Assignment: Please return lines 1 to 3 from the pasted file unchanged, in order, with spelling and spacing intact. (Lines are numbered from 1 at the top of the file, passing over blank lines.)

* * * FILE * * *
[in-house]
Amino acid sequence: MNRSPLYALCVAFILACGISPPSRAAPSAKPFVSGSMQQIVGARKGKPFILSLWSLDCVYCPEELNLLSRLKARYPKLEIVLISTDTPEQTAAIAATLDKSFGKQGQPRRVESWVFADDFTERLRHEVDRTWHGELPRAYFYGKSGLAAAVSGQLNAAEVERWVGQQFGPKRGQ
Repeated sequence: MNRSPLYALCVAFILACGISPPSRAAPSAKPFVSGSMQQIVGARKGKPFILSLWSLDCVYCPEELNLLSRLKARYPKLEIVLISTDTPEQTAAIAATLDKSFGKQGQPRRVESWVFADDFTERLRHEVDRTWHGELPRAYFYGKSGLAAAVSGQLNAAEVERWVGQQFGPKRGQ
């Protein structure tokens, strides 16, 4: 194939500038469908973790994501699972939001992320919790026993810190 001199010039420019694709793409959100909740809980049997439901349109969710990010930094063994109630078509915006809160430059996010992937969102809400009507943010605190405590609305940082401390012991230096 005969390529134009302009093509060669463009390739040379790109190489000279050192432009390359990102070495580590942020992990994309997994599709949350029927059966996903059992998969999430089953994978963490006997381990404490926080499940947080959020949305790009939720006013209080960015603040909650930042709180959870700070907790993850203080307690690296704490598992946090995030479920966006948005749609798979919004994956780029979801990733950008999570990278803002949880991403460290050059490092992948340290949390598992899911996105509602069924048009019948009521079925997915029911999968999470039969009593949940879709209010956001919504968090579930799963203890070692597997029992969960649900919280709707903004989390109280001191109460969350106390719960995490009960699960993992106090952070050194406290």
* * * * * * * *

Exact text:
[in-house]
Amino acid sequence: MNRSPLYALCVAFILACGISPPSRAAPSAKPFVSGSMQQIVGARKGKPFILSLWSLDCVYCPEELNLLSRLKARYPKLEIVLISTDTPEQTAAIAATLDKSFGKQGQPRRVESWVFADDFTERLRHEVDRTWHGELPRAYFYGKSGLAAAVSGQLNAAEVERWVGQQFGPKRGQ
Repeated sequence: MNRSPLYALCVAFILACGISPPSRAAPSAKPFVSGSMQQIVGARKGKPFILSLWSLDCVYCPEELNLLSRLKARYPKLEIVLISTDTPEQTAAIAATLDKSFGKQGQPRRVESWVFADDFTERLRHEVDRTWHGELPRAYFYGKSGLAAAVSGQLNAAEVERWVGQQFGPKRGQ